Why a plan to limit DA candidates to career prosecutors is bad news for progressives
The latest manifestation of Pennsylvania’s political culture-gap, with its stark split between progressive cities and conservative small-town and rural areas, is a proposal to severely restrict the field in top prosecutor elections to candidates who are already law enforcement veterans.
State Representative Martina White, the Republican who is leading the proposal, was elected by the richer, whiter corridor of Northeast Philadelphia as a right-wing populist. She’s often compared to Trump, but her words, and preference for an anti-immigrant police state, also recall far-right European politicians like France’s Marine Le Pen, who rose to prominence on a form of fascism-lite. In White’s world, cops can do no wrong, immigrants hurt “communities like ours,” and “taxpayers” get stuck with the bill.
That makes White the perfect inside agent for rural Pennsylvanian politicians, both Republicans and centrist Democrats, who represent constituencies very different from Philadelphia’s racial diversity and wealth of Black cultural history, and want to undermine the city’s progressive politics.
Reformer District Attorney Larry Krasner (pictured above), who won the seat in a 2017 Democratic primary after a long legal career focused on civil rights and criminal defense, is the hot target of the moment. But Pennsylvania Attorney General Josh Shapiro—a fellow, but centrist, Democrat—took a political hit when he tried to strip DA Krasner of his gun cases. White was Shapiro’s legislative accomplice in that debacle.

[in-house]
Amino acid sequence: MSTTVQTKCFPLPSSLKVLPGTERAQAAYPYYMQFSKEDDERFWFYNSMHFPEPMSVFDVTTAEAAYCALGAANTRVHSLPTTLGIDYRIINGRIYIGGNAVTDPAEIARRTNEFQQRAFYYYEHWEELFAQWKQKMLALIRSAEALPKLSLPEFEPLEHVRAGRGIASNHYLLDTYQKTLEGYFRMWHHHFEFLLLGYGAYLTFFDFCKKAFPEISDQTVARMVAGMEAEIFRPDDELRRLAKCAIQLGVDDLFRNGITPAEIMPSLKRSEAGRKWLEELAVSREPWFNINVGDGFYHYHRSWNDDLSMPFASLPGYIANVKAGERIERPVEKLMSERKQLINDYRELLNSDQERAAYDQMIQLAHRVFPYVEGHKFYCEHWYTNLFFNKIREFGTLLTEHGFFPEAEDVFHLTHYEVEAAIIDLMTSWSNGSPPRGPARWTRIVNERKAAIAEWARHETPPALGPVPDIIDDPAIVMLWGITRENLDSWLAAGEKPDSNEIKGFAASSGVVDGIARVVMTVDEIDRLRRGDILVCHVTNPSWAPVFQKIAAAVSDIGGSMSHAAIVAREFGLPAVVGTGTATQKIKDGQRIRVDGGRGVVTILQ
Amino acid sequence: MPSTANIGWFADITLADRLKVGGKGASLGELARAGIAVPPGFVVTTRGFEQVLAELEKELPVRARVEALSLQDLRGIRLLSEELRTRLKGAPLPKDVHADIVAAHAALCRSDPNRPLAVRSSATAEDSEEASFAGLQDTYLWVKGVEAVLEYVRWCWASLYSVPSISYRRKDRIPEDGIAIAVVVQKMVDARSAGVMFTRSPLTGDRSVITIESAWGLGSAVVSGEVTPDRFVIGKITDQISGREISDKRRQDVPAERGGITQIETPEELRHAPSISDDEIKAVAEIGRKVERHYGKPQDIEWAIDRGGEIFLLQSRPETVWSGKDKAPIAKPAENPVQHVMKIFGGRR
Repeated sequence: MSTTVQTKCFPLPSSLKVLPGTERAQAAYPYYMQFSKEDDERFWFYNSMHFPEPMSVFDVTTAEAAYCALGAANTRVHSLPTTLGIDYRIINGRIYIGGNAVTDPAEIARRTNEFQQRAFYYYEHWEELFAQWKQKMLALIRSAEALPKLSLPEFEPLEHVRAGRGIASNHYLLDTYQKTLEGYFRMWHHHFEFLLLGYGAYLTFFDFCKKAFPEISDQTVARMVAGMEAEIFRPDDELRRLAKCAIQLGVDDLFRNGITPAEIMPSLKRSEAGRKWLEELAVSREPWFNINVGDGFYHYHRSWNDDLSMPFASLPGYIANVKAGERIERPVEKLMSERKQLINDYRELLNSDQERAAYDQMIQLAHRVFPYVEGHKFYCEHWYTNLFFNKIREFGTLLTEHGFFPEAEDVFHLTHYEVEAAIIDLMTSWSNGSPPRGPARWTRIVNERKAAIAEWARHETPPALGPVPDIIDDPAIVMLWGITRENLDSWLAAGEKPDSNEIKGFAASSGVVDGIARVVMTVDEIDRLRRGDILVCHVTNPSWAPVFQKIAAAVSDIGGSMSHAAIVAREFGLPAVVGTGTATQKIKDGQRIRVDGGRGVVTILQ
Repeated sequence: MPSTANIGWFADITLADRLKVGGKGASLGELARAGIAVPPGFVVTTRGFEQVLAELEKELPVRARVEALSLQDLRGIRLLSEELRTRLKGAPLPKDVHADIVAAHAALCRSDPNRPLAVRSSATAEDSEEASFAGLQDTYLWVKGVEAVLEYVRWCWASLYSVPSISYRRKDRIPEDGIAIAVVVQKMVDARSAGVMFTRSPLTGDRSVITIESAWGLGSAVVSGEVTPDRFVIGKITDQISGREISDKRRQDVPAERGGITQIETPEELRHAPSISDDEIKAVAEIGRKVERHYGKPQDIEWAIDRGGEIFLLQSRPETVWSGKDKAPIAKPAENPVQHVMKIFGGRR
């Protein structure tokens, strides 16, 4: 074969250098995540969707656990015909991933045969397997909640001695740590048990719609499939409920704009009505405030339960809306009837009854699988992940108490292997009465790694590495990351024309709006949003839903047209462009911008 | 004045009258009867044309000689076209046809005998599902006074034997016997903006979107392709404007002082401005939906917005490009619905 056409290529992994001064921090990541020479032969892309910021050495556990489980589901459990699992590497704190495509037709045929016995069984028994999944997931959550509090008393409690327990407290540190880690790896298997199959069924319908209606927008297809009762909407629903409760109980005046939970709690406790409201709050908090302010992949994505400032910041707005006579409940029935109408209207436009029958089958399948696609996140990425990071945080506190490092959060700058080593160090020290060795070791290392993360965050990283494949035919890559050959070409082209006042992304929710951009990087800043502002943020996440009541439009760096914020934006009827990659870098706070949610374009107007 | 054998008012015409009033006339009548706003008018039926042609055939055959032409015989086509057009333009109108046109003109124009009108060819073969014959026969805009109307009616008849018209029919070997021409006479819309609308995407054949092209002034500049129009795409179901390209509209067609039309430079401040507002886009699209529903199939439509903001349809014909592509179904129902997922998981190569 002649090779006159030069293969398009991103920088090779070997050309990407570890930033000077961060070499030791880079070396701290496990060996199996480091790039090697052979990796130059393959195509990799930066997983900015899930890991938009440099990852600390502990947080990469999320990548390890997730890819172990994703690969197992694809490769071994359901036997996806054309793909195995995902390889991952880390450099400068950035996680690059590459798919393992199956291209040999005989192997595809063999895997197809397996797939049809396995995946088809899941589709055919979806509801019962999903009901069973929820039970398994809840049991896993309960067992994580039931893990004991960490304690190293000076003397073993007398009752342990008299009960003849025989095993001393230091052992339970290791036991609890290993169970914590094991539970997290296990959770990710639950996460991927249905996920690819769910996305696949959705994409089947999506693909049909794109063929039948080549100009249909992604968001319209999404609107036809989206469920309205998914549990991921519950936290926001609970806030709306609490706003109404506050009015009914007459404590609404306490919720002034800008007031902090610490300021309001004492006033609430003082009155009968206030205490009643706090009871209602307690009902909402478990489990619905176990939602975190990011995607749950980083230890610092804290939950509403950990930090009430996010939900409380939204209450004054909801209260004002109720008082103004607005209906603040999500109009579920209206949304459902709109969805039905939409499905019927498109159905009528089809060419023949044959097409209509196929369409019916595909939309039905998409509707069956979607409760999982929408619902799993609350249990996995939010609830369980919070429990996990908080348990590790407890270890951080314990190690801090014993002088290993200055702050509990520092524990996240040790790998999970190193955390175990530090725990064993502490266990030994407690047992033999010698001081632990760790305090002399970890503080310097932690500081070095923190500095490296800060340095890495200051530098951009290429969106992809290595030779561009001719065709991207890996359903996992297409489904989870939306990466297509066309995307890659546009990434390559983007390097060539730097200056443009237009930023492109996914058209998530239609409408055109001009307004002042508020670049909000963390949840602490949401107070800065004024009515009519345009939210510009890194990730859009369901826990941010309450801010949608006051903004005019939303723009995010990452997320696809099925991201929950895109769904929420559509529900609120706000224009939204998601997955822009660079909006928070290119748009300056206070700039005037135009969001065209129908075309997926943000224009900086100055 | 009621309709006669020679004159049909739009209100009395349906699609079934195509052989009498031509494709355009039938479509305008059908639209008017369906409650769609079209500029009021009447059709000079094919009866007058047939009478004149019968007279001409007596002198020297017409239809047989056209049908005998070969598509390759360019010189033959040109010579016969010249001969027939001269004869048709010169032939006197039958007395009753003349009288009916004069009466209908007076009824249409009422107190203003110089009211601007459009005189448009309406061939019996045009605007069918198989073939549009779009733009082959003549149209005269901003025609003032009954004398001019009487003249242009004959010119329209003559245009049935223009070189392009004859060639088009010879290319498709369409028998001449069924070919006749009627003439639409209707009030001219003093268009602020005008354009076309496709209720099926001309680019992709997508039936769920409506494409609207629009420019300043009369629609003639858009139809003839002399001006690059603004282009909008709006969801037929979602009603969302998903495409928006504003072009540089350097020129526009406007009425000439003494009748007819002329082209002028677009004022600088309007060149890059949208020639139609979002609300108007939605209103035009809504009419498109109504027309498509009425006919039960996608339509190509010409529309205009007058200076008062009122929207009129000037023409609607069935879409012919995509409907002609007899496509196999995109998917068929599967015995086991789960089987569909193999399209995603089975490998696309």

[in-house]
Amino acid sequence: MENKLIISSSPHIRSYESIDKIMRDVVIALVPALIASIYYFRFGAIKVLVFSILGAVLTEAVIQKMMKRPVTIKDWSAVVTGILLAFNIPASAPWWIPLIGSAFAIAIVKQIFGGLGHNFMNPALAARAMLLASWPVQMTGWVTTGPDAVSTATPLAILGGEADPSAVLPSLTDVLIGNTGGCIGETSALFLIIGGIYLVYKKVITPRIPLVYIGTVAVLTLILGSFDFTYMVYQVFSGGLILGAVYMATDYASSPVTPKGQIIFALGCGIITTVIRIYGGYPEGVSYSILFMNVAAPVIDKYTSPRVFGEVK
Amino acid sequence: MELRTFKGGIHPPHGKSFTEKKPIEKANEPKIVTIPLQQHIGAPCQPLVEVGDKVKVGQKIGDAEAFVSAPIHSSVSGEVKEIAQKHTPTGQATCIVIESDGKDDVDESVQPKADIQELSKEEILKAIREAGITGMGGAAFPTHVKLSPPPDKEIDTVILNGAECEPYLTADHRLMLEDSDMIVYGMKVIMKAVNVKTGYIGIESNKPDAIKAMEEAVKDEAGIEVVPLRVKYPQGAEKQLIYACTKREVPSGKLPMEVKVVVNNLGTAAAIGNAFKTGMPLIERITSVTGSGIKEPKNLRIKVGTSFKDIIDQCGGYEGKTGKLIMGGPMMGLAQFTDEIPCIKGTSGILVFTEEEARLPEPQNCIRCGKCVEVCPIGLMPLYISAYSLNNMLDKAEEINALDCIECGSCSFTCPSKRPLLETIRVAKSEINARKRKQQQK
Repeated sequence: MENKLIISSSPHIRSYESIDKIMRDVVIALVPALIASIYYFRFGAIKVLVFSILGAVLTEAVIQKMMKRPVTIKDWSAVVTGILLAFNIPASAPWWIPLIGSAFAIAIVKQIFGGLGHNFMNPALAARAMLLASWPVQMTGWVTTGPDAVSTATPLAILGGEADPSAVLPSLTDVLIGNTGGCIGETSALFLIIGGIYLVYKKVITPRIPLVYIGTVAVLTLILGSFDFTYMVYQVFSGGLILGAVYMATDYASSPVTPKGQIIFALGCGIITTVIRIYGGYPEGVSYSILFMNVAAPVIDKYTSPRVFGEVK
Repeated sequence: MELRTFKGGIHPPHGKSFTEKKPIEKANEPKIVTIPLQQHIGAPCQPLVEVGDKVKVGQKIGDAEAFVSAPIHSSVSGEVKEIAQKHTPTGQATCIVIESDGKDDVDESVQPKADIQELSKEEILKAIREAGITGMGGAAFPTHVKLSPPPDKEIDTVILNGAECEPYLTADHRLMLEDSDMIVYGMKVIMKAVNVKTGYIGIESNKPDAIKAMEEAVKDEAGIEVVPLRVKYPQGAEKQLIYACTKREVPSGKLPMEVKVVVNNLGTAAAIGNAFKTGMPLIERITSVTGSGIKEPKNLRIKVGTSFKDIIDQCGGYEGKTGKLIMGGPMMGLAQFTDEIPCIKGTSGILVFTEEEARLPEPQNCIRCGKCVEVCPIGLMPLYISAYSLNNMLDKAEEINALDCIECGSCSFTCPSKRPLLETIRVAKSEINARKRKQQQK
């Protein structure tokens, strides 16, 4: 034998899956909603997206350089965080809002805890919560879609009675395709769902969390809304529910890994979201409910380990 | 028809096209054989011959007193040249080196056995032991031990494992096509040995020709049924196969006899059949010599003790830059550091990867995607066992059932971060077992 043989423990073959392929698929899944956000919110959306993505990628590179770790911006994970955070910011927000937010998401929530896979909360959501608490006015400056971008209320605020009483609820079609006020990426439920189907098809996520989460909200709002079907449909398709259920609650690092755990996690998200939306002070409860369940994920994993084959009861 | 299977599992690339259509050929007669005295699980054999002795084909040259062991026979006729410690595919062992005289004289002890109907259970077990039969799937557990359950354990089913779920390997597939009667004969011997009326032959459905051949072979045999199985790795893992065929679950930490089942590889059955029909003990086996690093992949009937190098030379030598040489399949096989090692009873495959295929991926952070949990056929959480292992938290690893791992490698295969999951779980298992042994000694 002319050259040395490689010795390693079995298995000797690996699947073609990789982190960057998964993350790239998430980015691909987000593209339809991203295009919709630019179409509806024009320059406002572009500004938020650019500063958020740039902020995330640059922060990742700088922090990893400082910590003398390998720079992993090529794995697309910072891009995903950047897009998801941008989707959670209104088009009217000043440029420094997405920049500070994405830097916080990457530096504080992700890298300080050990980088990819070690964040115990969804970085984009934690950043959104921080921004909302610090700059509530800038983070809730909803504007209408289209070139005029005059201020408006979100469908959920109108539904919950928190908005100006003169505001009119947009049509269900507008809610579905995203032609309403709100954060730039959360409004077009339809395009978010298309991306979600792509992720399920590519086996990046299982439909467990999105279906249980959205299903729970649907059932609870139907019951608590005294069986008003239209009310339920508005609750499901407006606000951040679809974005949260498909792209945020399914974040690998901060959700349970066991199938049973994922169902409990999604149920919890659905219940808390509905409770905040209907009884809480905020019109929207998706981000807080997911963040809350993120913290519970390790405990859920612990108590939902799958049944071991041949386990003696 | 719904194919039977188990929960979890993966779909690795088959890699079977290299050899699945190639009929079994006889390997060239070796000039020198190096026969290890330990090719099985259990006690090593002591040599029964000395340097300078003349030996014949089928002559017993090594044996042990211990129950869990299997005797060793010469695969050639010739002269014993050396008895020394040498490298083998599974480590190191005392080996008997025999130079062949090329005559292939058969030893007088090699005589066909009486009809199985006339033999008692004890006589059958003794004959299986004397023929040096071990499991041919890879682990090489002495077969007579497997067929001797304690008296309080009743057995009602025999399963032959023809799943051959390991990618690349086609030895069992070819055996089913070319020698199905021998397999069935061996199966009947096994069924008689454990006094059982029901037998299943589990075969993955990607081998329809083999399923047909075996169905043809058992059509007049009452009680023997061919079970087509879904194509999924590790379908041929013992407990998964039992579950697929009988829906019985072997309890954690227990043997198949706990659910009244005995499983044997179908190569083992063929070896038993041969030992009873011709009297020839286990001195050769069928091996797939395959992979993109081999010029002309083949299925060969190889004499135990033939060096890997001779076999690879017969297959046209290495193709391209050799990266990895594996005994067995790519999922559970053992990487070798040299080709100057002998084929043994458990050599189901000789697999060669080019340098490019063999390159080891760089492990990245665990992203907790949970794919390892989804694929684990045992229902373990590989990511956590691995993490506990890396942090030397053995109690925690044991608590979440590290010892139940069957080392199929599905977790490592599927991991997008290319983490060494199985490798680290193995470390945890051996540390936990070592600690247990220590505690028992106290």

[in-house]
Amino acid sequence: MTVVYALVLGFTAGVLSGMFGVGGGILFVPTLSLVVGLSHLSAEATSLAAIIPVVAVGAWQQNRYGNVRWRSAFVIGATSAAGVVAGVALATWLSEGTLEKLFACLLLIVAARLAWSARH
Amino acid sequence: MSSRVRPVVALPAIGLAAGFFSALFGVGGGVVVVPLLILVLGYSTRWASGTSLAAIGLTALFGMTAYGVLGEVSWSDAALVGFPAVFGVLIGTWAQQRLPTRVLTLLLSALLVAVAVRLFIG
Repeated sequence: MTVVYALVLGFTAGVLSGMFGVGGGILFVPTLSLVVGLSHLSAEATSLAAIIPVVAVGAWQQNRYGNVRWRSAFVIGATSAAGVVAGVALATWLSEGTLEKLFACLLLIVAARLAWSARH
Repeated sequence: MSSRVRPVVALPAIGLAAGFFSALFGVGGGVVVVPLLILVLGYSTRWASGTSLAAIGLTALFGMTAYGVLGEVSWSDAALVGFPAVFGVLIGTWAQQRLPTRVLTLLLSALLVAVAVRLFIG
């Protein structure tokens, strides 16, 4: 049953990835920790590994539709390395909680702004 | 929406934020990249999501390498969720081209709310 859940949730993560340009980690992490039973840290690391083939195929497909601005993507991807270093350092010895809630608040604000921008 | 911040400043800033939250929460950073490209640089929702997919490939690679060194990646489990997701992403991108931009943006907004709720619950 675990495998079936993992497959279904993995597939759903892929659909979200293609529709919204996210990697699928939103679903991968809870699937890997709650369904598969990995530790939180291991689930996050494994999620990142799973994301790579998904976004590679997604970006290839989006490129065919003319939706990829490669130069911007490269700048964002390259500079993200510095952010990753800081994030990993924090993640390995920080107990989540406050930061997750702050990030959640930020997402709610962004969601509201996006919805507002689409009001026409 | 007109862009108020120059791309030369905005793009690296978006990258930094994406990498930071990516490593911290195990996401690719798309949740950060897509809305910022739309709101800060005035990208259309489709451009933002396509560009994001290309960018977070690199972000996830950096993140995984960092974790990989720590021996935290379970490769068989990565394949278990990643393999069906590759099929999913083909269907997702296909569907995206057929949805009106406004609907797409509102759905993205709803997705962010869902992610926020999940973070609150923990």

Rep. White is now seeking to politically capitalize on bashing Krasner. On June 16, she issued a memorandum to her colleagues in the State House that she is planning to introduce a bill that would force anyone wanting to run for district attorney, or top prosecutor, to first serve five years as a rank-and-file prosecutor.
While the White plan does not explicitly single out Philadelphia, it would only apply to “first class, second class A, or third class counties”—in other words, counties with over 209,999 residents.
This policy clearly seeks to increase the likelihood of Pennsylvania’s cities electing more reactionary top prosecutors—given that career prosecutors inevitably tend to absorb more carceral culture than do “outsiders,” like former public defenders, say.
There is plenty of evidence to suggest that you don’t need to be a former prosecutor to be a good DA. Advocates for outsider DAs with nontraditional career paths often note that the job—especially in big cities like Philadelphia—is more akin to a policy manager.
The elected prosecutor virtually never steps into a courtroom personally, but instead spends their time setting office policies, leading press conferences for the media outside the courthouse, and attending state and national events. If anything, direct prosecution experience matters for a DA most in the tiniest of counties, where there may only be one or two other prosecutors working in the office, and the DA is expected to handle the most serious cases personally. Of course, those same counties are excluded from White’s proposal.
Existing elected prosecutors who took the job after non-prosecution work histories do vary widely on the carceral spectrum. By prosecutors’ standards, Philadelphia DA Krasner, who would have been prevented from running under White’s proposal, is certainly on the anti-mass incarceration end. Yet you also have someone like former Bexar County (San Antonio), Texas DA Nico LaHood—a long-time private defense attorney who veered in the complete opposite direction once in office. LaHood, a Democrat, preferred the death penalty and once karate-chopped a table to show his disgust at the idea of marijuana legalization.
So electing outsiders as DAs in no guarantee of progress. Still, the intent of White’s proposal in excluding them is clear—and includes removing voters’ agency in deciding for themselves how much past prosecutorial experience matters when they consider a DA candidate.
Now it’s time to watch what others in the Pennsylvania legislature think about the people they serve.